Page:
Suggested Citation

  • Mohajeri, Nahid & Gudmundsson, Agust & Scartezzini, Jean-Louis, 2015. "Statistical-thermodynamics modelling of the built environment in relation to urban ecology," Ecological Modelling, Elsevier, vol. 307(C), pages 32-47.
  • Handle: RePEc:eee:ecomod:v:307:y:2015:i:c:p:32-47
    DOI: 10.1016/j.ecolmodel.2015.03.014
    as

    Download full text from publisher

    File URL: http://www.sciencedirect.com/science/article/pii/S0304380015001258
    Download Restriction: Full text for ScienceDirect subscribers only

    File URL: https://libkey.io/10.1016/j.ecolmodel.2015.03.014?utm_source=ideas
    LibKey link: if access is restricted and if your library uses this service, LibKey will redirect you to where you can use your library subscription to access this item
    ---><---

    As the access to this document is restricted, you may want to search for a different version of it.

    References listed on IDEAS

    as
    1. Sciubba, Enrico & Ulgiati, Sergio, 2005. "Emergy and exergy analyses: Complementary methods or irreducible ideological options?," Energy, Elsevier, vol. 30(10), pages 1953-1988.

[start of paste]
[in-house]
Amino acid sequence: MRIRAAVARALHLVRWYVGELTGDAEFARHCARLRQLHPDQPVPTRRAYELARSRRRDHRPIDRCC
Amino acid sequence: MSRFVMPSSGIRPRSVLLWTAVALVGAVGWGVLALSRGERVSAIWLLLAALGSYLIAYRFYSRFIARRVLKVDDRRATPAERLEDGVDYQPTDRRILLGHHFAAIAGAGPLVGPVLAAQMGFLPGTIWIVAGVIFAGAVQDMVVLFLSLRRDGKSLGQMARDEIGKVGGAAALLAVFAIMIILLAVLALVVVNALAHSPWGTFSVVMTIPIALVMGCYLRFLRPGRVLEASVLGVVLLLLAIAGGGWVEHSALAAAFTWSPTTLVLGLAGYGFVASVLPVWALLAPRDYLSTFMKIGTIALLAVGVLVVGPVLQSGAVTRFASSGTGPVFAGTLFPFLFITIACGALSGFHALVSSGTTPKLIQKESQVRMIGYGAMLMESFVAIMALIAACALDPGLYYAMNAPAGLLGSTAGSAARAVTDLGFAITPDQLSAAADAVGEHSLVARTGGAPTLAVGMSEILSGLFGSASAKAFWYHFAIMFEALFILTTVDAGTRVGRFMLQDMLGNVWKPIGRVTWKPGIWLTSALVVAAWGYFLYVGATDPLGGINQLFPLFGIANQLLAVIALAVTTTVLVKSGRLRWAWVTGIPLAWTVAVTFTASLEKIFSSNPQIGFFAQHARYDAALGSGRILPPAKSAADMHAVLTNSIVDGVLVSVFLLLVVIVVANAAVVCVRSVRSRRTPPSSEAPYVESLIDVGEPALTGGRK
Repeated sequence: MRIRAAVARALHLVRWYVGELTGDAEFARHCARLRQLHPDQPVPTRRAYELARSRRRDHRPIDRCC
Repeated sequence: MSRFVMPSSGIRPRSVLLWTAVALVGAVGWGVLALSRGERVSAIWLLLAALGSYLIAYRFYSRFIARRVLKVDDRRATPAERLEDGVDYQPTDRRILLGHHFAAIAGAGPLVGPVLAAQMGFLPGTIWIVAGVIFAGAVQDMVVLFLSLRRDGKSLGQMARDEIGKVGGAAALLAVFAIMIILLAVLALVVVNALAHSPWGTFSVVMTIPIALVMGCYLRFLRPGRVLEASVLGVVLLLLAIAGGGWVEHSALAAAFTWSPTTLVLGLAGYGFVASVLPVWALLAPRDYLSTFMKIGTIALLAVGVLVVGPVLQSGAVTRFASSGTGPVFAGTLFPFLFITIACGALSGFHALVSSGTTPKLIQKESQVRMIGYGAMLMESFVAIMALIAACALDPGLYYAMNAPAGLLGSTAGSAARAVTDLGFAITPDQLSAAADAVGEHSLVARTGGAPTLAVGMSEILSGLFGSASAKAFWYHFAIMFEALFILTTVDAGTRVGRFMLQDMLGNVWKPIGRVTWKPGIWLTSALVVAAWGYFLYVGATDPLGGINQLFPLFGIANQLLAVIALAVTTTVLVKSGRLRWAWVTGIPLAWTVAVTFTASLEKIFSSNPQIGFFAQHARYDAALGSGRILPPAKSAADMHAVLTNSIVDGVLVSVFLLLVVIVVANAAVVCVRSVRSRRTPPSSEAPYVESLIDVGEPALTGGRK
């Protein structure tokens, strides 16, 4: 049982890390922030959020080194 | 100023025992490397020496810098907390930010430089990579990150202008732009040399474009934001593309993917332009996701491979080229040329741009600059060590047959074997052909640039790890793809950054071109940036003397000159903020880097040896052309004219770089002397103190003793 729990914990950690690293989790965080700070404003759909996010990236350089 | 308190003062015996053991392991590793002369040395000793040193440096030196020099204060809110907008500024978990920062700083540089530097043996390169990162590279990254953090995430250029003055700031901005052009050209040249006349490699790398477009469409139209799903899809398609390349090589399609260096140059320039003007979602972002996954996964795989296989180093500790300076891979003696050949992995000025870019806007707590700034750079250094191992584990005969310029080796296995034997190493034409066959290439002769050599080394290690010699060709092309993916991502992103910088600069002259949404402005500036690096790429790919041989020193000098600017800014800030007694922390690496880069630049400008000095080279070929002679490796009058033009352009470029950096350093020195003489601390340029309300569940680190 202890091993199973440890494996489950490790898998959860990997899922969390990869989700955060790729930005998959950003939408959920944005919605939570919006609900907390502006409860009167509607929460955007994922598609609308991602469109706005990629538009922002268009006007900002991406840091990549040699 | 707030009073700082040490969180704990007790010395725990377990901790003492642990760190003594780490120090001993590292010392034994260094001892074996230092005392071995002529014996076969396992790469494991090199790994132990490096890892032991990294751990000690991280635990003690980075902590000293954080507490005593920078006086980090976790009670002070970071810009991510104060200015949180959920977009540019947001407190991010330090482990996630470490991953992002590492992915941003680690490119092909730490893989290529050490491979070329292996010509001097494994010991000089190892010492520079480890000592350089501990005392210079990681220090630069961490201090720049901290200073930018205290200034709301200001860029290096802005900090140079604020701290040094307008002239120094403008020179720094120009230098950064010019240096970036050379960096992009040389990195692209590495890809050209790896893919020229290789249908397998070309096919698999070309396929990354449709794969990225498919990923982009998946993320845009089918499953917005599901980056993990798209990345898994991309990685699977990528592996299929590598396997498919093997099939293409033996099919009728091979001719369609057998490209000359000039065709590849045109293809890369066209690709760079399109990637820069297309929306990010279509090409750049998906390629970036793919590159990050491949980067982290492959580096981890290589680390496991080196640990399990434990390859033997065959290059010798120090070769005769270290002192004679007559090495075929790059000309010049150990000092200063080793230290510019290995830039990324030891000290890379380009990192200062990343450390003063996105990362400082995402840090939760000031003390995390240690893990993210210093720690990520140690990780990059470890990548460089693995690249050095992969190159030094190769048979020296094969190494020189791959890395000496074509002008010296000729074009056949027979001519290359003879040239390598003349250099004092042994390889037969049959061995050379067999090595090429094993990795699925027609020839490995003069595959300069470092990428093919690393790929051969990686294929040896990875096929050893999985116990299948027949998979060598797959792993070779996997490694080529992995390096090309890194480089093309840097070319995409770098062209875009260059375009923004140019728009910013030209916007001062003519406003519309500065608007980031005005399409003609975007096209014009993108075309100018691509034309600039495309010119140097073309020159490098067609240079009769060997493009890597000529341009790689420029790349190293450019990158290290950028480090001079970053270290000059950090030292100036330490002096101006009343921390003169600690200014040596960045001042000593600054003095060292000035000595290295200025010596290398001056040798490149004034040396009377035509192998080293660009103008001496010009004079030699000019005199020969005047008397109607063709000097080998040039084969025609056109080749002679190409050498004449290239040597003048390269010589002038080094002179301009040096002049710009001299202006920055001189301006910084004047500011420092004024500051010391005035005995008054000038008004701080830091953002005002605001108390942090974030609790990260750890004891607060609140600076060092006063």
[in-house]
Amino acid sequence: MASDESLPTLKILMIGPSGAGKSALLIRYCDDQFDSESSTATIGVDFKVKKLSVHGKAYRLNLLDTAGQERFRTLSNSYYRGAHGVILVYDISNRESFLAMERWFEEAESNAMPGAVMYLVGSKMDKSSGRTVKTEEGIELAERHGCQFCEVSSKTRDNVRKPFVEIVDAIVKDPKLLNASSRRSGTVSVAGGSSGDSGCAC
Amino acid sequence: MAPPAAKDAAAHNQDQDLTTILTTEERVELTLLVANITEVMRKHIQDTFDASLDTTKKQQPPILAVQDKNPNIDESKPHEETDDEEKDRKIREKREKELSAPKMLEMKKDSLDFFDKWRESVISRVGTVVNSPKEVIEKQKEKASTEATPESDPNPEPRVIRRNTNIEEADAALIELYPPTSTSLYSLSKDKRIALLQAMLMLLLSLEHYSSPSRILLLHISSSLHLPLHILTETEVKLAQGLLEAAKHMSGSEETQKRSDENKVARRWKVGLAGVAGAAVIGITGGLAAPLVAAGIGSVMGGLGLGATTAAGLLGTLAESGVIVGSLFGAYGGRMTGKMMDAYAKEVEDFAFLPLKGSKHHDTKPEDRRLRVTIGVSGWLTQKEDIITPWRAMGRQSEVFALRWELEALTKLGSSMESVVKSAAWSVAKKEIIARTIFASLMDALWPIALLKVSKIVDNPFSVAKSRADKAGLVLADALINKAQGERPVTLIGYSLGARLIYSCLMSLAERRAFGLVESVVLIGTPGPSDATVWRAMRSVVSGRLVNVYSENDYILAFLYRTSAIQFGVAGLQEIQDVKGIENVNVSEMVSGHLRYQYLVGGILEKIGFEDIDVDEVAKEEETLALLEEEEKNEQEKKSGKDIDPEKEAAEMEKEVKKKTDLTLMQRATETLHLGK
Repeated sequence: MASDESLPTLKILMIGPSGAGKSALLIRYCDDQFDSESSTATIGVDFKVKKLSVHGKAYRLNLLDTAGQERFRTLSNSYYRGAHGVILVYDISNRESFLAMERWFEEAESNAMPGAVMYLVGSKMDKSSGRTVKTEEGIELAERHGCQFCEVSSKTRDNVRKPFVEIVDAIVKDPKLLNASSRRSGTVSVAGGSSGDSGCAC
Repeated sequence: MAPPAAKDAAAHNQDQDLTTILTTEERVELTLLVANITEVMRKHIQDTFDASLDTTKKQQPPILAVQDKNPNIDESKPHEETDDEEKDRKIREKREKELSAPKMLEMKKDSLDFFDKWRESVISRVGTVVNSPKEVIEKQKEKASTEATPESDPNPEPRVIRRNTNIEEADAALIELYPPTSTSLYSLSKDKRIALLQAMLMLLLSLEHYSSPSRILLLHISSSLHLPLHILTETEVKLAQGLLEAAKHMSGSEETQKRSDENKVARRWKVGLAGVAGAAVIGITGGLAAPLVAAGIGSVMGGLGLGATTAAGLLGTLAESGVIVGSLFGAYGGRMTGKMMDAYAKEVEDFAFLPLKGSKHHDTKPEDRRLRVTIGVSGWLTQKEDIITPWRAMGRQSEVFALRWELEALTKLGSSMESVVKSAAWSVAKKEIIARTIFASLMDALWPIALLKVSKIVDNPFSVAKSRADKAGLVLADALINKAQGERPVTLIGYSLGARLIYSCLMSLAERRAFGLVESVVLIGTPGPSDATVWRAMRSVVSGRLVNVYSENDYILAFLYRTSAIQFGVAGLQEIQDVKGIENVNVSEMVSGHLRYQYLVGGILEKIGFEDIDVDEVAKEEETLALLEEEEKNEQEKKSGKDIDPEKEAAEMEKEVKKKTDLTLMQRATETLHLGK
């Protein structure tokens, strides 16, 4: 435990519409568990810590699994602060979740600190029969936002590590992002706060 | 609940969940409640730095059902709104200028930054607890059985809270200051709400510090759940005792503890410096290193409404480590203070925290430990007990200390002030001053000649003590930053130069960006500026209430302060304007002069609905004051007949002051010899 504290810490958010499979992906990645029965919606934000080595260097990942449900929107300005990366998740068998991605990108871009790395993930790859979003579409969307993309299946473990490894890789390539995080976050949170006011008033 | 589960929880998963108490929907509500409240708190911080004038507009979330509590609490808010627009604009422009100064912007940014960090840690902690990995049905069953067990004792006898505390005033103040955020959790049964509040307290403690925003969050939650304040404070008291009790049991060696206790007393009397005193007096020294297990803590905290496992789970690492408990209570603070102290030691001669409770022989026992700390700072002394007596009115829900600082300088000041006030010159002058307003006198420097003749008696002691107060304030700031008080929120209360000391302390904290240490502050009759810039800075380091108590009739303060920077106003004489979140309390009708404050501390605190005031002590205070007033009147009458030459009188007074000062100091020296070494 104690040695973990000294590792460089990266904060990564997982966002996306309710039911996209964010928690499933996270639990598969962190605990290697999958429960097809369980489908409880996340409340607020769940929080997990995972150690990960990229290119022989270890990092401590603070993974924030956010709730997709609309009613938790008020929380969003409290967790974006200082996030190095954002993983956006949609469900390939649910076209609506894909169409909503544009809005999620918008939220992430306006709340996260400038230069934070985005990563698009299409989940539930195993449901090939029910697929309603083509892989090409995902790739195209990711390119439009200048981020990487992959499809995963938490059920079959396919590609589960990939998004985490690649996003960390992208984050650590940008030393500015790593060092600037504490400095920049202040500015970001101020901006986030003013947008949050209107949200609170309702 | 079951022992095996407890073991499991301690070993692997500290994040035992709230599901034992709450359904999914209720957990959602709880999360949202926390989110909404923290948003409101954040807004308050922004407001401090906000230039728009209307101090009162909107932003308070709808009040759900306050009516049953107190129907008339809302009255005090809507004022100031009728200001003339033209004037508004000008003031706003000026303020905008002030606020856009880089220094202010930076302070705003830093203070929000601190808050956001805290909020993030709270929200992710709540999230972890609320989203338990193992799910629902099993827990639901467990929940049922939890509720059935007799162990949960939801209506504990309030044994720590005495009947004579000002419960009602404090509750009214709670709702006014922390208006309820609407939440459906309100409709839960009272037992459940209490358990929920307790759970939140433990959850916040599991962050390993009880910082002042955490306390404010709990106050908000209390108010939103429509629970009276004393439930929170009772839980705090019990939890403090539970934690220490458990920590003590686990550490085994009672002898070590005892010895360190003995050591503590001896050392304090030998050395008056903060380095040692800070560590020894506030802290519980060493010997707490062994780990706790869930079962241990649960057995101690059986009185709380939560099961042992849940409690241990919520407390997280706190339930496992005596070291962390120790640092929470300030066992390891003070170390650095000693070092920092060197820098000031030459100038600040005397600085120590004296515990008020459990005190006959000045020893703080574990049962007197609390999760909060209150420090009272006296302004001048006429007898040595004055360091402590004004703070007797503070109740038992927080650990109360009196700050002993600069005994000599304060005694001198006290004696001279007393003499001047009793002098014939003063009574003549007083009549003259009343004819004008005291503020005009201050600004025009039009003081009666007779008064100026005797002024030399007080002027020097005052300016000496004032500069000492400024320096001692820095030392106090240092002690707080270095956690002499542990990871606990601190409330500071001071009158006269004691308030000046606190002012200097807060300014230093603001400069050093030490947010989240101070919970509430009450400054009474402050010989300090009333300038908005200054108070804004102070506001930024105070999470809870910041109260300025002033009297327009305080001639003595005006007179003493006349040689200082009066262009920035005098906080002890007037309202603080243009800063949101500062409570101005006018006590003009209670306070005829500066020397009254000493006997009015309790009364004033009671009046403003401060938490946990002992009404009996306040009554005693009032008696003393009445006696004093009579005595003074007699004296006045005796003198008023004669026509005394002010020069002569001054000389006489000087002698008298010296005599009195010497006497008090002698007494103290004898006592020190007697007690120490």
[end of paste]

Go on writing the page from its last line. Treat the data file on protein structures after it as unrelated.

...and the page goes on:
2. Reid Ewing & Robert Cervero, 2010. "Travel and the Built Environment," Journal of the American Planning Association, Taylor & Francis Journals, vol. 76(3), pages 265-294.
    3. A. S. MacDougall & K. S. McCann & G. Gellner & R. Turkington, 2013. "Diversity loss with persistent human disturbance increases vulnerability to ecosystem collapse," Nature, Nature, vol. 494(7435), pages 86-89, February.
    4. Del Giudice, Emilio & Pulselli, Riccardo M. & Tiezzi, Enzo, 2009. "Thermodynamics of irreversible processes and quantum field theory: An interplay for the understanding of ecosystem dynamics," Ecological Modelling, Elsevier, vol. 220(16), pages 1874-1879.
    5. Aura Reggiani & Peter Nijkamp (ed.), 2009. "Complexity and Spatial Networks," Advances in Spatial Science, Springer, number 978-3-642-01554-0.
    6. Bristow, David N. & Kennedy, Christopher A., 2013. "Maximizing the use of energy in cities using an open systems network approach," Ecological Modelling, Elsevier, vol. 250(C), pages 155-164.